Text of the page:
Both the attempt to discredit Lakela and the dirty-boot hypothesis were laid to rest in 1989, when Wisconsin specimens were sent to Dr. Dieter Wilken, an authority on the genus, for verification. He determined the Great Lakes Polemonium to be a distinct subspecies, as well-differentiated from other members of the genus as they are from each other. Western Jacob's-ladder also differs from the garden species, P. caeruleum, in its lack of glands at the summit of the stem, its shallow, creeping rhizome, and its larger number of leaflets (9-13 as opposed to 3-7) in the leaf subtending the flowering stalk. Because P. occidentale ssp. lacustre was being considered for inclusion on the federal endangered species list, a concerted effort to locate new populations was conducted between 1992-95. Two professional botanists, working in Minnesota and Wisconsin, spent many weeks visiting 73 sites covering over 10,000 acres of habitat similar to the known locations. Despite these extensive searches and the efforts of other field botanists, only three more populations of the species were found between 1988 and 2001: two Minnesota sites 15 miles east and 50 miles south of the original location, and a second Wisconsin site, less than a mile from the first Wisconsin location. Another nine years passed when, in the summer of 2001, Bruce Carlson, a botanist and ecologist with MBS, located the fourth Minnesota location and the sixth worldwide location in a conifer swamp in southeastern Itasca county, approximately 30 miles from the nearest previously known Minnesota site.
Typical habitat for western Jacob's-ladder is in a rather open wetland forest community with various amounts of white cedar (Thuja occidentalis), tamarack (Larix laricina) and black spruce (Picea mariana), and a continuous carpet of moss dominated by Sphagnum spp. Other interesting plants often associated with western Jacob's ladder include dragon's mouth (Arethusa bulbosa), showy lady's-slipper (Cypripedium reginae), cuckoo-flower (Cardamine pratensis var. palustris) and greater arrowgrass (Triglochin maritima). All of the known locations have a near neutral pH and water chemistry that suggests groundwater up-welling.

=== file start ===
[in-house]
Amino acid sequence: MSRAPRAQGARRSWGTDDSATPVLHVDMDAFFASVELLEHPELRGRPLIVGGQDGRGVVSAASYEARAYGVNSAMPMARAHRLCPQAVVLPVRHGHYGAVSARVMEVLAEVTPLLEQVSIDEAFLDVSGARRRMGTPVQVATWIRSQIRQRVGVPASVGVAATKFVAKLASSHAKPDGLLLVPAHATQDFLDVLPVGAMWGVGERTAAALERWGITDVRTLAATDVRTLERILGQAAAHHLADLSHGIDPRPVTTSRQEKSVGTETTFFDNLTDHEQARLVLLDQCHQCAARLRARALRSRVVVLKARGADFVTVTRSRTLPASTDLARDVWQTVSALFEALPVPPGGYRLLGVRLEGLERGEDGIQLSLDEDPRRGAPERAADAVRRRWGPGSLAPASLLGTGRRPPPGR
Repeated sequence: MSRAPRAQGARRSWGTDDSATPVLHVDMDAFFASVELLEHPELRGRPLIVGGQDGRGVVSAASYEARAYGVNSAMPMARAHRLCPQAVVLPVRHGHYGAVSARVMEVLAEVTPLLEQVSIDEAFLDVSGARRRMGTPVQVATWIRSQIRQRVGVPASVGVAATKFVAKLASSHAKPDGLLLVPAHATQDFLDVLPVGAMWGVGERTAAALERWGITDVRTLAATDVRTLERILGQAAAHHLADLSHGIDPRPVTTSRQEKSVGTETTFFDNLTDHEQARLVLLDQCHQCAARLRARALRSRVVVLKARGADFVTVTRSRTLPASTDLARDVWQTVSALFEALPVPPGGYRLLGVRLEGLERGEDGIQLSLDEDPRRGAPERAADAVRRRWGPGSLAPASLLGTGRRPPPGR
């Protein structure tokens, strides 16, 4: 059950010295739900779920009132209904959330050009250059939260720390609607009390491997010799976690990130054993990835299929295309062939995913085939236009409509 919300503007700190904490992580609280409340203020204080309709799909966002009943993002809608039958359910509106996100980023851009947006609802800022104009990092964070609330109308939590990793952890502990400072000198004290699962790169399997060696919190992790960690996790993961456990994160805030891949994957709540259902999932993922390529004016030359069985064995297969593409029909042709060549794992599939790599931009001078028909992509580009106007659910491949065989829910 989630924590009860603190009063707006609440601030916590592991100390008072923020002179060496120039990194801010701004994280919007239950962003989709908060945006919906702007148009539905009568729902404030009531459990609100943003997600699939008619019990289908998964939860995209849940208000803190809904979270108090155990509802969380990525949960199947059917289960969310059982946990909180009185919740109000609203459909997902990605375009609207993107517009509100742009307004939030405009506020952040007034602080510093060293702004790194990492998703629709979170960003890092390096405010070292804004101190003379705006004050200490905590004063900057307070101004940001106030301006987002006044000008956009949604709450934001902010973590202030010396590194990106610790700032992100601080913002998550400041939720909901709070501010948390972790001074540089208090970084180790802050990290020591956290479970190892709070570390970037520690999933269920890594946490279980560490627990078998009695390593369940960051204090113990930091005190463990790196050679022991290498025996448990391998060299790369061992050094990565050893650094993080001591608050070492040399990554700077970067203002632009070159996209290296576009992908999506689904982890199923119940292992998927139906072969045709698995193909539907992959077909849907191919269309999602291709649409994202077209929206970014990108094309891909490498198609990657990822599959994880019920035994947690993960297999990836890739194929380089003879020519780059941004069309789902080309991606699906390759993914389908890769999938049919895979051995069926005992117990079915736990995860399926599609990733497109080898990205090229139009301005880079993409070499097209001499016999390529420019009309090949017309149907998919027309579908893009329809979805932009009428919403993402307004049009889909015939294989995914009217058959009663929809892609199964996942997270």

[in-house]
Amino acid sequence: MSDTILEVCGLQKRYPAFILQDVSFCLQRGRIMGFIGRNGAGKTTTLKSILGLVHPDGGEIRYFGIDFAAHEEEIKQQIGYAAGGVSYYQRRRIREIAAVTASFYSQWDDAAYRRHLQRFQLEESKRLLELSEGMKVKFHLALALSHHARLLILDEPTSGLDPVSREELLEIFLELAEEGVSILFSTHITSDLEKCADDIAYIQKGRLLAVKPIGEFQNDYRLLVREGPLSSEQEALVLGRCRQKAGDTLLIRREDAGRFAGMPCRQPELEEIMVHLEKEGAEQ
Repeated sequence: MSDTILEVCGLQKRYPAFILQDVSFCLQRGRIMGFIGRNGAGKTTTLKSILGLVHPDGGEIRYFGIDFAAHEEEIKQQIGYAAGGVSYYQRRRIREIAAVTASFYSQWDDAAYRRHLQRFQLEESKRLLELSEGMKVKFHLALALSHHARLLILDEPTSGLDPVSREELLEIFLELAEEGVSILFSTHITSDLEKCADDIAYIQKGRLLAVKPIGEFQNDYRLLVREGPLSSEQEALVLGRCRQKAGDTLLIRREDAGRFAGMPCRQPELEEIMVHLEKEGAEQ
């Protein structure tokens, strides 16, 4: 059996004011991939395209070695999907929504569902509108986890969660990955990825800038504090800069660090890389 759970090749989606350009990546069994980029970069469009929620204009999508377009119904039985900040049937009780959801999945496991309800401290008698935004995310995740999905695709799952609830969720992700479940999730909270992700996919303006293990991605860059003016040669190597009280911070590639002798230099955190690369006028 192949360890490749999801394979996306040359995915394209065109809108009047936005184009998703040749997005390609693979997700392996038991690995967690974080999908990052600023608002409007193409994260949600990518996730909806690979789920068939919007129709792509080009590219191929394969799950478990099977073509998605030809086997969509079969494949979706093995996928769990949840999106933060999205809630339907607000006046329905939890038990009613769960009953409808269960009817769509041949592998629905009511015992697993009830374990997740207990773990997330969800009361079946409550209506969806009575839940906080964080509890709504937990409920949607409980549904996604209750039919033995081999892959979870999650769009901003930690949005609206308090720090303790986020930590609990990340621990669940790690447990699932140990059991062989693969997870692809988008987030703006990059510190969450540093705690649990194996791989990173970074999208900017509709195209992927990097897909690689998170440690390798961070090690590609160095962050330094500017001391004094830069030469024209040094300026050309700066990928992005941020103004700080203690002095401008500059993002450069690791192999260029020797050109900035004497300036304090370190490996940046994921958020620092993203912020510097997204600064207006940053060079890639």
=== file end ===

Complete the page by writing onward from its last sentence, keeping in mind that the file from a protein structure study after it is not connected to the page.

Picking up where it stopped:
Two human activities that often occur in this type of native plant community are peat mining and logging. While peat mining would definitely destroy all plants within the mining area, winter logging appears to either have no affect on the species or may actually promote its growth. All of the known locations have a history of logging. In some cases the logging occurred during the early 1900s while other sites have a more recent logging history dating to the 1980s and 1990s. In all six known locations, P. occidentale ssp. lacustre is most abundant and only blooms abundantly in natural or logging-related open areas where direct sunlight reaches the ground layer. While the relationship between logging and western Jacob's-ladder has not been investigated it appears that winter logging under frozen ground conditions is not a serious threat to the persistence of this species.
Factors controlling the rarity of this species are not well understood. In fact, the species has many characteristics that suggest that it should be more common. For example, there are millions of acres of apparently suitable habitat; it is a conspicuous plant not easily overlooked even by amateur botanists; the known locations have hundreds to thousands of individuals; and there is a large gap with many acres of suitable habitat between the Minnesota and Wisconsin populations. Despite the immense acreage of potential habitat, this species has received more concentrated attention than the majority of rare species in the Upper Midwest. Yet, over the course of recent field seasons, these efforts produced very few additional locations. Clearly, Polemonium occidentale ssp. lacustre is a true rarity!